Answering the statements about ‘falling Investments’

By: John Carlo Tria

SOME members of Philippine Senate opine that we have been losing foreign direct investments (FDIs) and that this is bringing our economy down.

They go on to blame political instability and the government’s war on drugs for such an outcome. One senator claims that our FDIs are down 90%.

While these all may sound compelling at first glance, a rudimentary fact check reveals deep truths that challenge the first impression of a “faltering economy.”

A closer look at these assertions, however, reveals two major flaws.

First, we fact checked the statements of one senator claiming that our FDI figures have gone down by 90%.

By accepted international definition, FDIs do not only consist of new investments by new companies. International banks define FDIs to also include reinvested income and capital infusions of companies with some level of foreign ownership.

Thus, any money flowing through these investments are defined as FDI. To insist only on new funds from new companies is therefore misleading. Apparently that’s what the Senator was insisting.

Forgotten were the expansions of currently located companies, which, if included, would increase the FDI, and would have reduced the “decrease” to about 16%, not 90%.

His pronouncement pushes the idea that despite consistent growth, our economy is unattractive to investments, and that growth will fall. This frightens those not versed in economics.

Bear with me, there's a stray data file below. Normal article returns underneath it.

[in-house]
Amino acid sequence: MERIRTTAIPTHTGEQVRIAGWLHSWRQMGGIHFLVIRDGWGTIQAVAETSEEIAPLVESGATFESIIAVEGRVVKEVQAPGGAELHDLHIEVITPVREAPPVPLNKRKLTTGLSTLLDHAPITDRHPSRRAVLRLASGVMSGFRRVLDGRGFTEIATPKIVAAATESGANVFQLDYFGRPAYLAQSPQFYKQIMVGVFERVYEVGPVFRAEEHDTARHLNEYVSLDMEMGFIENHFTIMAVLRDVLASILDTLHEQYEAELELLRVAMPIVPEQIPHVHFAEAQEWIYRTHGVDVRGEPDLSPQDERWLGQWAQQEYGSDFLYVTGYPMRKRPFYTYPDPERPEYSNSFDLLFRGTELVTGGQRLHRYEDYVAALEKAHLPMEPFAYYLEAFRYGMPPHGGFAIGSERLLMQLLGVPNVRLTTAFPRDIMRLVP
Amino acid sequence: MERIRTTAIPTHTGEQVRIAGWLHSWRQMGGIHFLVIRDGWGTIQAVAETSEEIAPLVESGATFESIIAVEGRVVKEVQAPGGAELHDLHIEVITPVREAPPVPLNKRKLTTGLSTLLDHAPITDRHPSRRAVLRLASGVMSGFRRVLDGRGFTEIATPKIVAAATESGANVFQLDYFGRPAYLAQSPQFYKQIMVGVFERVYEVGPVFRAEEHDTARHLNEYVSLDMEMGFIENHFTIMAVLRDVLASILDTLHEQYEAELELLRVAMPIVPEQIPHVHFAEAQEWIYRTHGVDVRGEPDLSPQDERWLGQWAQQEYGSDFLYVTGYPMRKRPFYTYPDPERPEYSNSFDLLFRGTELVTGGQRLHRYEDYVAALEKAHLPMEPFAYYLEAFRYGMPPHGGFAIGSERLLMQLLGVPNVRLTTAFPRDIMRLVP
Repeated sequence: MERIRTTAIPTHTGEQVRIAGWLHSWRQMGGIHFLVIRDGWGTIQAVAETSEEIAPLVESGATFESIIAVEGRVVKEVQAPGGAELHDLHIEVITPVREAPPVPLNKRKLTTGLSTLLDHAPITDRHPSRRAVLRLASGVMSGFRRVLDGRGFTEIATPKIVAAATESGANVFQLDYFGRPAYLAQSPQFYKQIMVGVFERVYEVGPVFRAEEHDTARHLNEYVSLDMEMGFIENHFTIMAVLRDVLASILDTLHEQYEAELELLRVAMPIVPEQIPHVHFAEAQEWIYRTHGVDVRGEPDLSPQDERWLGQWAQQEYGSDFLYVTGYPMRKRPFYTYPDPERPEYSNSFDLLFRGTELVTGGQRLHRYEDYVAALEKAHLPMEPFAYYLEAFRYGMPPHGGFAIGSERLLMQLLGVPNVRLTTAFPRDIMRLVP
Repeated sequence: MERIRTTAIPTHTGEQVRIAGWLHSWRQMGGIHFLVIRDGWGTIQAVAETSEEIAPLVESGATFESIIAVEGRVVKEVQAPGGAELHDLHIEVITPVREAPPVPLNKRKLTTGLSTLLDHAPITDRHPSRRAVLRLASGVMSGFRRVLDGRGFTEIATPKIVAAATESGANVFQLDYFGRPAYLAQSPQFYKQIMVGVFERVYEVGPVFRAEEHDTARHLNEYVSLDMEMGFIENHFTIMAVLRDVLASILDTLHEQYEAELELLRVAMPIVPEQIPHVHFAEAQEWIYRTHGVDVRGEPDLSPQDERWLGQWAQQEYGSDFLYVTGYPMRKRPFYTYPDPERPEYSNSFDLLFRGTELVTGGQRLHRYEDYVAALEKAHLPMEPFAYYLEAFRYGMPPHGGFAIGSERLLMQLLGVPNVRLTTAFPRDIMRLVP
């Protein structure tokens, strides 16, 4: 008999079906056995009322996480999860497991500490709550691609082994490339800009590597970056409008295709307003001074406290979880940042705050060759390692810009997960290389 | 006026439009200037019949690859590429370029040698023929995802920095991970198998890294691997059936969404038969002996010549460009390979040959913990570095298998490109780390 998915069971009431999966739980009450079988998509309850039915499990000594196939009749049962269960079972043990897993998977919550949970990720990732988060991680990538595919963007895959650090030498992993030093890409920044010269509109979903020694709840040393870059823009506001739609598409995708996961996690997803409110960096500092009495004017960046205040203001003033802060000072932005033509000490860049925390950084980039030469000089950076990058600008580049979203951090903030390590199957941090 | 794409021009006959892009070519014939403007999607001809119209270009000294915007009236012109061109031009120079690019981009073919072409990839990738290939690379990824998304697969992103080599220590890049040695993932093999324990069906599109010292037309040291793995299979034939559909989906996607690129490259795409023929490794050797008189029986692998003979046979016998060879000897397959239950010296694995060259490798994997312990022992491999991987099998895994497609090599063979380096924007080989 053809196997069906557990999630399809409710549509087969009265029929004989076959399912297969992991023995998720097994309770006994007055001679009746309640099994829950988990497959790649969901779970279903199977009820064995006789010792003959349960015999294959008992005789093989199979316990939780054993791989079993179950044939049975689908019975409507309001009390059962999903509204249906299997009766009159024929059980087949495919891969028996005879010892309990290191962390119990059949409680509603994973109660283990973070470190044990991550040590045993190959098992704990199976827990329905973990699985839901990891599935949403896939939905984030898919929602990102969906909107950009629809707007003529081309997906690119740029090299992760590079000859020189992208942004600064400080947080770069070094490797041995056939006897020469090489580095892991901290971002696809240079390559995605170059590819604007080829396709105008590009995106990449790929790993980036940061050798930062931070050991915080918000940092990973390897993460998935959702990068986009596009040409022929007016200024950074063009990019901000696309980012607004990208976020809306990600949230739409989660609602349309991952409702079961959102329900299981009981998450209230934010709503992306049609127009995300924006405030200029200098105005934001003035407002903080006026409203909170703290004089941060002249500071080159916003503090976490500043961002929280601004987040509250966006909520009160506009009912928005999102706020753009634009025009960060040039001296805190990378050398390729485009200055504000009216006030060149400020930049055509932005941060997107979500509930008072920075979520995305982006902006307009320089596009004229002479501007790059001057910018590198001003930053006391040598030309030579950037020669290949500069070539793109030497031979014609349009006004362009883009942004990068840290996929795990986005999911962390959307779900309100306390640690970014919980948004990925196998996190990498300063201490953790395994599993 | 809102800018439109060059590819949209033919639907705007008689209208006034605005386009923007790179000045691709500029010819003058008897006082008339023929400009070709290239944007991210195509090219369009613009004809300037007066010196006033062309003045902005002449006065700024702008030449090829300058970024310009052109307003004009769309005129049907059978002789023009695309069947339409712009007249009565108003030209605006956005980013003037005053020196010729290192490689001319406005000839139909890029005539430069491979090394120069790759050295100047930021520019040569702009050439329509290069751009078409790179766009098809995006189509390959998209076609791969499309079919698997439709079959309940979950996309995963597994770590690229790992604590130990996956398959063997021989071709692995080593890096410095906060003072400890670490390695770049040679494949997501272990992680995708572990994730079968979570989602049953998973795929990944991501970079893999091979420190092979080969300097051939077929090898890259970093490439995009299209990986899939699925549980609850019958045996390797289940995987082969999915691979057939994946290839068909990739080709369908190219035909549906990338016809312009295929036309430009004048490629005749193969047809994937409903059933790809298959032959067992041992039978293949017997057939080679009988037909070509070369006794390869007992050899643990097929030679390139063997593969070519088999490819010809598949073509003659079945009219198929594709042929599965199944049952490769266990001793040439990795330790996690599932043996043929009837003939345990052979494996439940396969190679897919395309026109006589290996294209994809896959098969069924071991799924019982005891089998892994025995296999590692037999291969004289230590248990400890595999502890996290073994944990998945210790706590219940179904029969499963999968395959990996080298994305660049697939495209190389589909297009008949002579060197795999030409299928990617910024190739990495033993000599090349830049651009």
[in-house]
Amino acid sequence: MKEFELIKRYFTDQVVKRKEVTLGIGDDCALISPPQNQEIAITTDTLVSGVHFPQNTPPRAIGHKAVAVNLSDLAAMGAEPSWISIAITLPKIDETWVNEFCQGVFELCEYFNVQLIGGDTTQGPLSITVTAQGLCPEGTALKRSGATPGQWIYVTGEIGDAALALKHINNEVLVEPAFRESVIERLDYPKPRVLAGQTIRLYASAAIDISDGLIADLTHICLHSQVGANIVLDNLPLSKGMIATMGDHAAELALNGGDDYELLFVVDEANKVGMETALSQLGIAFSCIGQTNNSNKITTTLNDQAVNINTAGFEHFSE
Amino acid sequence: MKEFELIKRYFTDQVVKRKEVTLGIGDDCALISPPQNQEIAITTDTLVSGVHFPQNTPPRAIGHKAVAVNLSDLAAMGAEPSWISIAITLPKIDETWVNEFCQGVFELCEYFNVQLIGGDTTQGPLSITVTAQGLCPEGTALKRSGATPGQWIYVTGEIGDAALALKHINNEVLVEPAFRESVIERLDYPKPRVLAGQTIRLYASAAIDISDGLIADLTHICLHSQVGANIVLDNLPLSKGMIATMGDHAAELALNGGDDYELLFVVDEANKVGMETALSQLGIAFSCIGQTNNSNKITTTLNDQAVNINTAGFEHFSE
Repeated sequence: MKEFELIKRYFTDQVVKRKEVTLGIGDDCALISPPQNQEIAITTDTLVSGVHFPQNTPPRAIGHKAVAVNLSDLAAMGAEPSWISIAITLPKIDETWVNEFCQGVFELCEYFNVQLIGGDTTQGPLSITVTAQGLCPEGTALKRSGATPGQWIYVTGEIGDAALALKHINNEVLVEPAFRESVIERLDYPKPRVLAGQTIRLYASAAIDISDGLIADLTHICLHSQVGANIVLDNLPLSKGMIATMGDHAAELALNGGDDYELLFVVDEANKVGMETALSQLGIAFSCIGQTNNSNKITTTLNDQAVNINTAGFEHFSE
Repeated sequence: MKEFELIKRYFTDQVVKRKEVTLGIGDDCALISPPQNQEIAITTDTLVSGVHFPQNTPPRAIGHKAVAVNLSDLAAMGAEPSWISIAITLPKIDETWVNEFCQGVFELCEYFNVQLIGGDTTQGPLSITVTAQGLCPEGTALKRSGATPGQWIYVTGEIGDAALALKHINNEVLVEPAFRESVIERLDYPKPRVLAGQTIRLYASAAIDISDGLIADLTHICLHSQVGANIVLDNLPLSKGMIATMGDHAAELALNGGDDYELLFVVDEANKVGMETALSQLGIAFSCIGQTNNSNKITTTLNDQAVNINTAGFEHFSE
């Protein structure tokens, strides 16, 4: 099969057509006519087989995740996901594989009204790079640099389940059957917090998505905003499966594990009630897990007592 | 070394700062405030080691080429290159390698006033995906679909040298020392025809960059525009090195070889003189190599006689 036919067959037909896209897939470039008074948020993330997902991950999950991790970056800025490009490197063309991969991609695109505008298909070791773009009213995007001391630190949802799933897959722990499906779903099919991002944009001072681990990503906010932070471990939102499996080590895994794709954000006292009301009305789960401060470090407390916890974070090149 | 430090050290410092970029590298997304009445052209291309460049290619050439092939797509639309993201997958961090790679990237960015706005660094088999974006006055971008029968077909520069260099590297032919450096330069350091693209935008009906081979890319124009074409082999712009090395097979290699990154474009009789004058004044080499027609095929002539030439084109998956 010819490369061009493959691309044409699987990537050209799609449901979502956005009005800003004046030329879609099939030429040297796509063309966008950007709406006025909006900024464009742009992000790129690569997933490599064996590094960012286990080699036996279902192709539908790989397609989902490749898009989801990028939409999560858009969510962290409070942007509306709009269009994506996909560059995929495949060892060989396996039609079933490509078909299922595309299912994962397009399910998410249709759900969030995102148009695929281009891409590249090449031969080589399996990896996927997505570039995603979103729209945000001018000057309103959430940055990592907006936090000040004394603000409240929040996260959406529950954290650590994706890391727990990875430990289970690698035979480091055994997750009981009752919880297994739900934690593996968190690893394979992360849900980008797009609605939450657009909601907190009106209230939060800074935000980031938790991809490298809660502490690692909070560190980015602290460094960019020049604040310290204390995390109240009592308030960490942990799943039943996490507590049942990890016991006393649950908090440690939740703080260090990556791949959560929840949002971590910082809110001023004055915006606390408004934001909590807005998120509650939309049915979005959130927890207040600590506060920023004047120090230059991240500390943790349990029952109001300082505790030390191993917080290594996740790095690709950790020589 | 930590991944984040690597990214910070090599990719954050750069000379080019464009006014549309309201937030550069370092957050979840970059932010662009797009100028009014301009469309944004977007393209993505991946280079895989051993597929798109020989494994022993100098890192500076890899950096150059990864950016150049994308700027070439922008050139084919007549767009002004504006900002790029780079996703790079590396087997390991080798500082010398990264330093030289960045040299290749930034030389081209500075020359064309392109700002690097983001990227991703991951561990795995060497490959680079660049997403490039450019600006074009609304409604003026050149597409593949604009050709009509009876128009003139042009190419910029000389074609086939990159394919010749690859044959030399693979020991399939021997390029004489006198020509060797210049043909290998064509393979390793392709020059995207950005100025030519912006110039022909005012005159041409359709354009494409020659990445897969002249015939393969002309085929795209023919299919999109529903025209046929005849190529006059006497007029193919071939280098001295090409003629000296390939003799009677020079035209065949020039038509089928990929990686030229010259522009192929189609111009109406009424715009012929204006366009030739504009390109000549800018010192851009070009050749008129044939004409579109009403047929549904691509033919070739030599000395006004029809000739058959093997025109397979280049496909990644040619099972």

The second flaw is that it purports to show an economy seemingly unable to draw investments.

The truth is that while Foreign Direct Investment figures are slightly down, total investment figures, which combine foreign and local sources, are up compared to last year, as the Philippine Statistics Authority (PSA) shows:

“Approved investments of foreign and Filipino nationals in the first quarter of 2017 grew by 21.8 percent, amounting to PhP 121.5 billion from PhP 99.7 billion registered in Q1 2016. Pledges from Filipino nationals stood at PhP 98.6 billion accounting for 81.2 percent of the total approved investments during the quarter.”(PSA June 15)

In the second quarter the PSA reports that investments of foreign and Filipino nationals even increased to PhP 230.5 billion, an increase of 29.7 percent from previous year’s PhP 177.7 billion.

These numbers show that contrary to the mistaken notions, if not peddled falsehood of s failing economy, local investments have pushed total investments up. This is bolstered by the fact that the International Monetary Fund (IMF) and the Asian Development Bank in the last two weeks both affirmed steady and consistent GDP growth with the IMF at 6.6%

We look forward to continued growth, and will look beyond political statements to understand it.

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